With a 6-foot-3 frame, he was something of a natural in a game in which players can't jump. Soon enough, college programs took notice.
Coming out of high school, Mr. Strickland didn't have the opportunity to go to college, but suddenly, the man in his late 20s with a wife and a young son was being offered an avenue to a new life.
"Once I found out it was a possibility, that was what I was going to do," he said. "I was going for it and there was no stopping me."
Mr. Strickland, 31, seldom thinks back to that fateful day and, even when he does, it doesn't produce anger, pity or painful hypotheticals. For better or worse, it's when his path to Edinboro began.
"Yeah, it's changed my life, but I've gotten opportunities I would have never had otherwise," he said.
Though Mr. Strickland's story is unique, his road to Edinboro is not unlike many of his teammates. Nobody on the teams comes from this small town, but the sport brings them here from places like Detroit, New York, Dallas and even Jamaica.
Mariya Redden's story began in India, where she spent the first five years of her life before being adopted by a family in New Jersey.
Bubbly and genial, she has played wheelchair basketball since she was 10 and credits the game with so many positive aspects of her life.
"It just opens your mind," Ms. Redden, 24, said. "All of these people are disabled, but look how awesome they can play basketball. There's no boundaries for any of us and it's only in our mind if we have that boundary."
At an early age, she was diagnosed with polio, which weakened her muscles without making her fully disabled.
Many of Ms. Redden and Mr. Strickland's teammates were born with a disability. Life in a wheelchair is all they've known.
Freshman Hollis Muenster has proximal femoral focal deficiency on his left side, which causes lower limb defects, and on his right side, he has phocomelia, an extremely rare disorder involving malformation of limbs. There's a one in 10 billion chance of someone having both conditions, meaning it's likely that Mr. Muenster is the only person like himself in the world.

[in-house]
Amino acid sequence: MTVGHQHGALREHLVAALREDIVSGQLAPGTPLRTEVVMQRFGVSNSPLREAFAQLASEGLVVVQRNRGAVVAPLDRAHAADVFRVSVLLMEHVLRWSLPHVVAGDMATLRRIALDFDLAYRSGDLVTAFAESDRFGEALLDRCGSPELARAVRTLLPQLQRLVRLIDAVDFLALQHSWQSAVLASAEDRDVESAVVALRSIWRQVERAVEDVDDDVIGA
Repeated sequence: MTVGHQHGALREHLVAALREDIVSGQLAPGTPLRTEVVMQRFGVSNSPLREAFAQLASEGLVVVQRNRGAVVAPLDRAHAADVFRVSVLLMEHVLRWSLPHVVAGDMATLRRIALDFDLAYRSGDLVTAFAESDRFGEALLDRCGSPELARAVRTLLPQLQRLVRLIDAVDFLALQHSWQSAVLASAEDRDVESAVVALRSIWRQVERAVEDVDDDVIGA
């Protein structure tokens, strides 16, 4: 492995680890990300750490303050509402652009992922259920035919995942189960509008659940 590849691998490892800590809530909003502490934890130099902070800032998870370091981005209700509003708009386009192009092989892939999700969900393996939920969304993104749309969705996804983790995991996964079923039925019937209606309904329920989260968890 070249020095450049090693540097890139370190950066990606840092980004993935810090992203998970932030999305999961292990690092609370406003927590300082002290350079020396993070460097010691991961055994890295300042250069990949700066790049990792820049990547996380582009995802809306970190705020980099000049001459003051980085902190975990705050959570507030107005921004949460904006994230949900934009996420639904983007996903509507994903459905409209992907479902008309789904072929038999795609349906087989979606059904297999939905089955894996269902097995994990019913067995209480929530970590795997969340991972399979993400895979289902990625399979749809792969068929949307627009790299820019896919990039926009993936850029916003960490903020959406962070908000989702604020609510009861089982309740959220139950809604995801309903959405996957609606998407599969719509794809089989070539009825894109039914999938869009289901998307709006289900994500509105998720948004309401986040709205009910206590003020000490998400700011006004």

"It's pretty cool, I guess, in a weird way," he said.
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As the players slowly leave the bus and greet loved ones upon returning from Pittsburgh, Mr. Muenster is in the cargo hold of the bus, emptying out equipment. Between the chairs and their detached wheels, it's a tight fit in a narrow space. He describes packing them in as "the world's worst Tetris game."
The job is the sort of grunt work that Mr. Muenster and the other freshmen have to endure until another class of newcomers enters the program.
Tedious as it may be, there's a method to the madness for the coach.
Even more than basketball, Mr. Glatch aims for his program to teach independence and social skills. It begins when they are freshmen, with tasks like loading and unloading the bus. By the time they're sophomores, they help raise funds, and from each year on, there's a higher level of responsibility.
Not only does he enjoy getting his players prepared for life after college, he has to. The world awaiting those with disabilities can be harsh, where the chair often is seen before the person sitting in it.
Much like the school itself, Mr. Glatch's system isn't for everybody. Many incoming players aren't used to what awaits them -- living on their own, balancing classes and 20 hours of practice per week -- and that is reflected in high turnover for the team's roster.
But those who stay are rewarded. The unemployment rate for people with disabilities was 13.2 percent last year, according to the U.S. Department of Labor; for players who go through the Edinboro program, it's about 5 percent.
The players are surrounded by evidence of that trend, from framed pictures of old teams featuring several professional players to former players working as assistant coaches. It's an example of what's possible.
"We don't see the chair," Mr. Glatch said. "No one on this campus, by the time they've been here for a while, will see that chair. When you go out in public -- not only as an athlete, but as someone who wants to be employed -- we want you to have that level of confidence, that level of acceptance. I think that's what this program does more than anything."
The chair will always be there for these players, as will the uncertainty that comes with it. But even if it's just for four years, those who have been deemed different are given a chance. And for many, that's more than enough.
"I'm thankful for the schools that have these programs," Mr. Strickland said. "It's kind of hard to put into words. You get injured, you become disabled and you don't know ... how much you're going to be able to do in life moving on from there. And with the more that goes on, you're able to live really a normal life and do anything and everything you want to do.
"I had dreams and aspirations of playing college ball since I was probably 5 years old. It took an unconventional route to get to it, but it ultimately helped me fulfill a dream I had forever, for as long as I can remember."
Craig Meyer: email@example.com and Twitter @CraigMeyerPG.